The Anatomical Basis for Dystonia: The Motor Network Model
Background: The dystonias include a clinically and etiologically very diverse group of disorders. There are both degenerative and non-degenerative subtypes resulting from genetic or acquired causes. Traditionally, all dystonias have been viewed as disorders of the basal ganglia. However, there has been increasing appreciation for involvement of other brain regions including the cerebellum, thalamus, midbrain, and cortex. Much of the early evidence for these other brain regions has come from studies of animals, but multiple recent studies have been done with humans, in an effort to confirm or refute involvement of these other regions. The purpose of this article is to review the new evidence from animals and humans regarding the motor network model, and to address the issues important to translational neuroscience.
Methods: The English literature was reviewed for articles relating to the neuroanatomical basis for various types of dystonia in both animals and humans.
Results: There is evidence from both animals and humans that multiple brain regions play an important role in various types of dystonia. The most direct evidence for specific brain regions comes from animal studies using pharmacological, lesion, or genetic methods. In these studies, experimental manipulations of specific brain regions provide direct evidence for involvement of the basal ganglia, cerebellum, thalamus and other regions. Additional evidence also comes from human studies using neuropathological, neuroimaging, non-invasive brain stimulation, and surgical interventions. In these studies, the evidence is less conclusive, because discriminating the regions that cause dystonia from those that reflect secondary responses to abnormal movements is more challenging.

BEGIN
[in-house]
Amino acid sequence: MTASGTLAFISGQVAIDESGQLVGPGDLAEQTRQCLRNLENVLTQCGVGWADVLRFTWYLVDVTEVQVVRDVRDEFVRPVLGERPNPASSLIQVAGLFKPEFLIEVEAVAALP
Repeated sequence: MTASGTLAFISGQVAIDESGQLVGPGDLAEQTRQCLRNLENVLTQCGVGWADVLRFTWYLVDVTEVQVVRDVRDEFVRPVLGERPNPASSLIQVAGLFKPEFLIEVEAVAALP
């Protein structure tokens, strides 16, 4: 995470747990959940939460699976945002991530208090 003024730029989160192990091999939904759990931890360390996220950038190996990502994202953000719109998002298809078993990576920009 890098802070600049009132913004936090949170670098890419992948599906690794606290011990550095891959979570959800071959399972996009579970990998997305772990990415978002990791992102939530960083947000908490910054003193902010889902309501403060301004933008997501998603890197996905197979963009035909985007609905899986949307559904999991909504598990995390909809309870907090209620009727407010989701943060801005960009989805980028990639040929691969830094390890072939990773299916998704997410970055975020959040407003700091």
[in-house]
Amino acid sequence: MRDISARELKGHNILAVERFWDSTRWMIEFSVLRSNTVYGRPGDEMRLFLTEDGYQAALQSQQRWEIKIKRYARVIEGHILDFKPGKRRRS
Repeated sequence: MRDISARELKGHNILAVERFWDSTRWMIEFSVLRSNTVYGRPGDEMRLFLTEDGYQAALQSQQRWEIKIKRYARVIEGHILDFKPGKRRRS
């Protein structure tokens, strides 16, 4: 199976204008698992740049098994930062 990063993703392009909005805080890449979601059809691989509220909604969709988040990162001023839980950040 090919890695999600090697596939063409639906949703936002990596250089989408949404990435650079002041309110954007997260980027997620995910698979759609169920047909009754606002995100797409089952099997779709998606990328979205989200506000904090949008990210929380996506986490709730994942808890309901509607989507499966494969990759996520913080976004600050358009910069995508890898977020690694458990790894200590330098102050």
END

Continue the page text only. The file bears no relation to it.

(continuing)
Discussion: Overall, the evidence from both animals and humans suggests that different regions may play important roles in different subtypes of dystonia. The evidence so far provides strong support for the motor network model. There are obvious challenges, but also advantages, of attempting to translate knowledge gained from animals into a more complete understanding of human dystonia and novel therapeutic strategies.